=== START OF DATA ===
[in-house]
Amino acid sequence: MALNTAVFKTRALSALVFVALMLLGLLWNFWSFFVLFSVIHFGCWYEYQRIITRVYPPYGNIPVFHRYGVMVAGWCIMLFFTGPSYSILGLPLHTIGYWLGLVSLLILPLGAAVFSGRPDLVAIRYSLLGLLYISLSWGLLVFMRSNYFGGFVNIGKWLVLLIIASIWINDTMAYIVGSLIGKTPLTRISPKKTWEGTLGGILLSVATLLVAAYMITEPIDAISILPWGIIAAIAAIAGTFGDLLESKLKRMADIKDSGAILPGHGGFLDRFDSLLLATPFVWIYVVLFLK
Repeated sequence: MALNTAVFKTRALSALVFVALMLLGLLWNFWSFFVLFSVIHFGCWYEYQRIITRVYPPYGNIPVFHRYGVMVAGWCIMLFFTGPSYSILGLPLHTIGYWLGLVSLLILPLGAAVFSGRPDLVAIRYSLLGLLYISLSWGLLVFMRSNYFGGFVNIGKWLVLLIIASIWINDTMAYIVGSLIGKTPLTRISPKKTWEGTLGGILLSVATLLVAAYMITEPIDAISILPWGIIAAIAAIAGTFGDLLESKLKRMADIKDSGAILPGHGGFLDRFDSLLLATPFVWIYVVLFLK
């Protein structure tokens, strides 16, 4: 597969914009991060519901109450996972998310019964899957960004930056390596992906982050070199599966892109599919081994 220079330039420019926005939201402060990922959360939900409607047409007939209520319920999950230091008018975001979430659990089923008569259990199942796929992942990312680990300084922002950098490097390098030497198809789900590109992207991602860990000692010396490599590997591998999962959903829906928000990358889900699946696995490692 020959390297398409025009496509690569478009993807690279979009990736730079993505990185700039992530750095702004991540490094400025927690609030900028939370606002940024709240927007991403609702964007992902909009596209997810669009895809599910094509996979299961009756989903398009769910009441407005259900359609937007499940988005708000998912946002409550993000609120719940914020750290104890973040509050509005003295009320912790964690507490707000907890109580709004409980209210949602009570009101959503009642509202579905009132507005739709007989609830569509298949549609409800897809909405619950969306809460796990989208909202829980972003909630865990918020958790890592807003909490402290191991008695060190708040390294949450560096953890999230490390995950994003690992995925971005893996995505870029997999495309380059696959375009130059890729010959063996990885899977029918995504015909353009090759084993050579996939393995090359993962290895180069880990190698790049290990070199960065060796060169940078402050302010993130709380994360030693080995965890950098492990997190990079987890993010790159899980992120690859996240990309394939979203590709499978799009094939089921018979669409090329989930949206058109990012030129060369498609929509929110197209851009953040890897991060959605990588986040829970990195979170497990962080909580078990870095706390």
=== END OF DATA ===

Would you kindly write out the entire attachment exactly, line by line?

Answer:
[in-house]
Amino acid sequence: MALNTAVFKTRALSALVFVALMLLGLLWNFWSFFVLFSVIHFGCWYEYQRIITRVYPPYGNIPVFHRYGVMVAGWCIMLFFTGPSYSILGLPLHTIGYWLGLVSLLILPLGAAVFSGRPDLVAIRYSLLGLLYISLSWGLLVFMRSNYFGGFVNIGKWLVLLIIASIWINDTMAYIVGSLIGKTPLTRISPKKTWEGTLGGILLSVATLLVAAYMITEPIDAISILPWGIIAAIAAIAGTFGDLLESKLKRMADIKDSGAILPGHGGFLDRFDSLLLATPFVWIYVVLFLK
Repeated sequence: MALNTAVFKTRALSALVFVALMLLGLLWNFWSFFVLFSVIHFGCWYEYQRIITRVYPPYGNIPVFHRYGVMVAGWCIMLFFTGPSYSILGLPLHTIGYWLGLVSLLILPLGAAVFSGRPDLVAIRYSLLGLLYISLSWGLLVFMRSNYFGGFVNIGKWLVLLIIASIWINDTMAYIVGSLIGKTPLTRISPKKTWEGTLGGILLSVATLLVAAYMITEPIDAISILPWGIIAAIAAIAGTFGDLLESKLKRMADIKDSGAILPGHGGFLDRFDSLLLATPFVWIYVVLFLK
């Protein structure tokens, strides 16, 4: 597969914009991060519901109450996972998310019964899957960004930056390596992906982050070199599966892109599919081994 220079330039420019926005939201402060990922959360939900409607047409007939209520319920999950230091008018975001979430659990089923008569259990199942796929992942990312680990300084922002950098490097390098030497198809789900590109992207991602860990000692010396490599590997591998999962959903829906928000990358889900699946696995490692 020959390297398409025009496509690569478009993807690279979009990736730079993505990185700039992530750095702004991540490094400025927690609030900028939370606002940024709240927007991403609702964007992902909009596209997810669009895809599910094509996979299961009756989903398009769910009441407005259900359609937007499940988005708000998912946002409550993000609120719940914020750290104890973040509050509005003295009320912790964690507490707000907890109580709004409980209210949602009570009101959503009642509202579905009132507005739709007989609830569509298949549609409800897809909405619950969306809460796990989208909202829980972003909630865990918020958790890592807003909490402290191991008695060190708040390294949450560096953890999230490390995950994003690992995925971005893996995505870029997999495309380059696959375009130059890729010959063996990885899977029918995504015909353009090759084993050579996939393995090359993962290895180069880990190698790049290990070199960065060796060169940078402050302010993130709380994360030693080995965890950098492990997190990079987890993010790159899980992120690859996240990309394939979203590709499978799009094939089921018979669409090329989930949206058109990012030129060369498609929509929110197209851009953040890897991060959605990588986040829970990195979170497990962080909580078990870095706390």